In May 2014, experts in various science, technology, and regulatory disciplines from the Government, industry and academia were brought together by the US Army Medical Research and Materiel Command (USAMRMC) to evaluate the maturity of visual prosthesis technology.
As a first step, the Clinical and Rehabilitative Medicine Research Program, on behalf of the USAMRMC, released the Vision Prosthesis Pilot Study Award funding opportunity in 2015. This initiative sought to fund research exploring novel technologies contributing to the development of a working visual prosthesis prototype for individuals who have sustained severe macular degenerate or traumatic eye injury. The USAMRMC is now announcing the three successful awardees.
“When the eye and optic nerve are severely damaged, the hope of a cortical visual prosthetic is that by directly stimulating the brain’s visual cortex, it can restore sight,” said Dr. Kenneth Bertram, Principal Assistant for Acquisition, USAMRMC. “We are very pleased that the initial funding brings us three different approaches to the development of visual prostheses.”
Skipping the damaged optic nerve: Dr. Joseph Rizzo’s team, from Massachusetts Eye and Ear, has been a leader in this research through the collaboration of Harvard Medical School and the Massachusetts Institute of Technology on the Boston Retinal Implant Project (BRIP). For those with severe injury in both eyes, as sometimes occurs with blast injuries, both the eyes and the optic nerves may be damaged.
As a result, making the connection of an image from the prosthetic eye to the brain is a challenge. The BRIP group has developed a wireless and implantable neural prosthesis for use in the retina. However, this device relies on a functional optic nerve. With this award Dr. Rizzo’s team will develop and test a prosthesis to electrically stimulate the lateral geniculate nucleus — a key relay center in the brain’s visual processing pathway — that will allow signals to skip over the damaged optic nerve and reach visual centers in the brain.
Cleaning up that image: Dr. Andrew Weitz and his team from University of Southern California, Roski Eye Institute, have focused on the difficulty of generating precise images with a cortical visual prosthesis. In a cortical visual prosthesis, cameras capture patterns of light and relay those patterns to electrodes implanted in the brain’s visual cortex. The electrodes deliver current to nerve cells in the visual cortex, causing them to fire and create an image in the subject’s visual field.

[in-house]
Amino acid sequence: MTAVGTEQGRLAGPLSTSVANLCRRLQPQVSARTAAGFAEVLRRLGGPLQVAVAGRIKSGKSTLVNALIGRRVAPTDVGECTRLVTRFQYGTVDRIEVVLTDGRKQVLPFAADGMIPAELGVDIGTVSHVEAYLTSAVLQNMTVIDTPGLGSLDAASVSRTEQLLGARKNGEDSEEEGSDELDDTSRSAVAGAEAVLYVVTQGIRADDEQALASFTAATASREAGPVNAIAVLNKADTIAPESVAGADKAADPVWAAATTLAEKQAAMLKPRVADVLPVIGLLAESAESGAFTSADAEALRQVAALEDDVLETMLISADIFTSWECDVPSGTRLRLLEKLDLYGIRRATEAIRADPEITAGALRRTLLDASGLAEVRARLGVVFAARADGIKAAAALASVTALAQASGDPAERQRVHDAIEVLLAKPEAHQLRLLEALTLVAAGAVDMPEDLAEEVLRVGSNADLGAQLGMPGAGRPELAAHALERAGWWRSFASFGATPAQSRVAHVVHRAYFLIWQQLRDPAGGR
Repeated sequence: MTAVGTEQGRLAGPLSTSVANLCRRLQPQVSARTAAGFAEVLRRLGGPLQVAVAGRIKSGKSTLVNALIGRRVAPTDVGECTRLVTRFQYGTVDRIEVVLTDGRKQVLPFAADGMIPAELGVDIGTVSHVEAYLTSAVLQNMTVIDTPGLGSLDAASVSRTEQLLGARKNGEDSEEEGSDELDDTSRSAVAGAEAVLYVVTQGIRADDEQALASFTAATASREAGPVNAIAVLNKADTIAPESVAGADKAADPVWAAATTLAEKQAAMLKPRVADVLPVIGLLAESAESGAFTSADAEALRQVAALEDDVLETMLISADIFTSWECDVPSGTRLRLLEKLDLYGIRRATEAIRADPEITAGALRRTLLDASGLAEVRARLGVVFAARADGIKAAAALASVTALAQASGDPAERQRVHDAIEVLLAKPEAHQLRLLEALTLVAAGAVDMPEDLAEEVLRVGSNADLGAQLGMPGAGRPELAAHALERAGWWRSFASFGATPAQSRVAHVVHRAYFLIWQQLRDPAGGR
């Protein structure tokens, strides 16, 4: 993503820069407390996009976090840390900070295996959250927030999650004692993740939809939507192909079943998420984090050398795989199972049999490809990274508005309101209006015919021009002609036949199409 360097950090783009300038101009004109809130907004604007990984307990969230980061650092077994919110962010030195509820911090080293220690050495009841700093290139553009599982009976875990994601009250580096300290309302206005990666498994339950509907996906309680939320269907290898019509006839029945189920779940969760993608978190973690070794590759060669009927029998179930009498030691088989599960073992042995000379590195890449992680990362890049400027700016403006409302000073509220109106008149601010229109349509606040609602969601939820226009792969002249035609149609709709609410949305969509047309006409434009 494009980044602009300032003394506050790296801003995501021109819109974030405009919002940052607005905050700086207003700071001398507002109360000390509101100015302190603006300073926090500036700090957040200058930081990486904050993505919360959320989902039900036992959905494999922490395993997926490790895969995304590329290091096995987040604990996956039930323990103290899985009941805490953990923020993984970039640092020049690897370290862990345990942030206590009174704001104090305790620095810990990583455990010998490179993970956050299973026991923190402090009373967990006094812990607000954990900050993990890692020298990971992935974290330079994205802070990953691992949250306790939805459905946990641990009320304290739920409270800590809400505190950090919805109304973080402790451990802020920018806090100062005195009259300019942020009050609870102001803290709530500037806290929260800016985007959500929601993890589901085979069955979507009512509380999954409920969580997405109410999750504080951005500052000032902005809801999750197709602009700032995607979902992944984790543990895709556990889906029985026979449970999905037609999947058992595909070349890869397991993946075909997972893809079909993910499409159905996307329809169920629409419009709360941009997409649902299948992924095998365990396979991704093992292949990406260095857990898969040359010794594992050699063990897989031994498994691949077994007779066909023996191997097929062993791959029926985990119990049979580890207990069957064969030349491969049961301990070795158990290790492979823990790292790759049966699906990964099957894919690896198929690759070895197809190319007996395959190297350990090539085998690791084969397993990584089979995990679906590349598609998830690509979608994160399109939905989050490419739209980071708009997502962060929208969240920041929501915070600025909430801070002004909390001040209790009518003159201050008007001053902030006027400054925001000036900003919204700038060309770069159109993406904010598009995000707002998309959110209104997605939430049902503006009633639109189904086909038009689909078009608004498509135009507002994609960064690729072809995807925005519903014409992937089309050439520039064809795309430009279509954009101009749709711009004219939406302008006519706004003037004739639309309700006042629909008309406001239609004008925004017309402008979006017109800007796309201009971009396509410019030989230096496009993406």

A key problem in this approach is that in addition to stimulating the target nerve cells, electrodes can also stimulate passing nerve axons that lead to more distant visual cortex nerve cells, causing them to also fire. The result can be an inaccurate image polluted by multiple spots of light appearing all over the patient’s visual field. To attack this problem, Dr. Weitz’s team developed a novel fluorescence imaging technique to map the patterns of cells that are activated by electrical stimulation. Using this technique in experiments in the retina, Dr. Weitz’s team identified varying electrode stimulus waveform shapes that avoid axons and confine the retinal activation to the area around the electrode.
Using funding from this award, the team is now developing waveforms that will enable them to repeat this success in the visual cortex. This will guide the design of microelectronic arrays and stimulus generator hardware for use in a prototype cortical visual prosthesis. The prediction is that this cortical visual prosthesis will produce visual field images that better match the world in front of the subject.
Doing it without electrodes: Dr. Joseph Kao, professor of physiology at University of Maryland School of Medicine Center for Biomedical Engineering & Technology (BioMET), is exploring the use of optical photo stimulation using focused light flashes to photo-release neurotransmitter molecules that stimulate neurons in the brain’s visual cortex.
Normally, light coming in through the eye stimulates cells that send signals back through the optic nerve, and on through the brain, to release chemicals called neurotransmitters. The neurotransmitter turns on cells in the visual cortex, allowing us to see. Instead of implanting electrodes into the visual cortex, Dr. Kao with colleagues from BioMET and University of Maryland, College Park, plan to synthesize a neurotransmitter molecule whose activity is blocked by a photosensitive “cage.” Exposure to a flash of light breaks the cage to unleash the fully active neurotransmitter.
The team will test the ability of a small light-emitting device placed on the surface of the brain to activate caged neurotransmitter deeper in the visual cortex, activating neurons and producing an image. Developing and validating a technology based on photo-releasable neurotransmitters could enable a less invasive approach for vision prosthetics.
“This is only the beginning,” Dr. Bertram said. “…some obstacles and direction will be found through the studies of these prototypes. Our initiative is to restore vision and improve the quality of life for our wounded Warriors and other Americans who have become blind.”